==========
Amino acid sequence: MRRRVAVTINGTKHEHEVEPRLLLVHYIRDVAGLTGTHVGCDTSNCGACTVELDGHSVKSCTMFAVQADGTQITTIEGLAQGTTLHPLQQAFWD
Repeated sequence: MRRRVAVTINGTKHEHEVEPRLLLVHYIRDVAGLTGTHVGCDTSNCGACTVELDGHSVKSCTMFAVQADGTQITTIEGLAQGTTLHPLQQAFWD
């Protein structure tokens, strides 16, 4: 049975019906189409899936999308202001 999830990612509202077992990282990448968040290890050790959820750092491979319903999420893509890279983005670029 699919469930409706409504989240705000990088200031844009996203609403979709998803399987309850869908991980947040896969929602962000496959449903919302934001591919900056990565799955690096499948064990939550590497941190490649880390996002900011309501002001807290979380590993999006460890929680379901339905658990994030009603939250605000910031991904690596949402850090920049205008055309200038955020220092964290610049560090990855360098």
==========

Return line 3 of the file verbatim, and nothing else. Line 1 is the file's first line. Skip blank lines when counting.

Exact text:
């Protein structure tokens, strides 16, 4: 049975019906189409899936999308202001 999830990612509202077992990282990448968040290890050790959820750092491979319903999420893509890279983005670029 699919469930409706409504989240705000990088200031844009996203609403979709998803399987309850869908991980947040896969929602962000496959449903919302934001591919900056990565799955690096499948064990939550590497941190490649880390996002900011309501002001807290979380590993999006460890929680379901339905658990994030009603939250605000910031991904690596949402850090920049205008055309200038955020220092964290610049560090990855360098």